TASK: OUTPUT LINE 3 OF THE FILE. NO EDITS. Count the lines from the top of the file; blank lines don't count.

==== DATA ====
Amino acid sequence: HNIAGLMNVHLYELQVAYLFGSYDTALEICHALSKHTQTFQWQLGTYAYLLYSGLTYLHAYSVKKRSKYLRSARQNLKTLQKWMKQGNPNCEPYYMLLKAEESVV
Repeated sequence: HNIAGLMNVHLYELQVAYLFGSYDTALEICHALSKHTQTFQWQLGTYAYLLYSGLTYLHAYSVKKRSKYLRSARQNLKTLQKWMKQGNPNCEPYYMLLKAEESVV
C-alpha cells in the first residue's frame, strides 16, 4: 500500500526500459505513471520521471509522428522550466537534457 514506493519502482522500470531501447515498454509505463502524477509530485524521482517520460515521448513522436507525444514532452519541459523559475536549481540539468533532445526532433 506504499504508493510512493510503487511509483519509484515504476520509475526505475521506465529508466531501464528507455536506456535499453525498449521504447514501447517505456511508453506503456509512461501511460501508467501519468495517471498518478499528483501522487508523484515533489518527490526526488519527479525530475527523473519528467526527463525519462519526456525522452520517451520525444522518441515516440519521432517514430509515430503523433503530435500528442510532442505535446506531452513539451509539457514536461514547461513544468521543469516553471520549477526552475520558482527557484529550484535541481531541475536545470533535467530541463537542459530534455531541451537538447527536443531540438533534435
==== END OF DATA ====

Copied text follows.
C-alpha cells in the first residue's frame, strides 16, 4: 500500500526500459505513471520521471509522428522550466537534457 514506493519502482522500470531501447515498454509505463502524477509530485524521482517520460515521448513522436507525444514532452519541459523559475536549481540539468533532445526532433 506504499504508493510512493510503487511509483519509484515504476520509475526505475521506465529508466531501464528507455536506456535499453525498449521504447514501447517505456511508453506503456509512461501511460501508467501519468495517471498518478499528483501522487508523484515533489518527490526526488519527479525530475527523473519528467526527463525519462519526456525522452520517451520525444522518441515516440519521432517514430509515430503523433503530435500528442510532442505535446506531452513539451509539457514536461514547461513544468521543469516553471520549477526552475520558482527557484529550484535541481531541475536545470533535467530541463537542459530534455531541451537538447527536443531540438533534435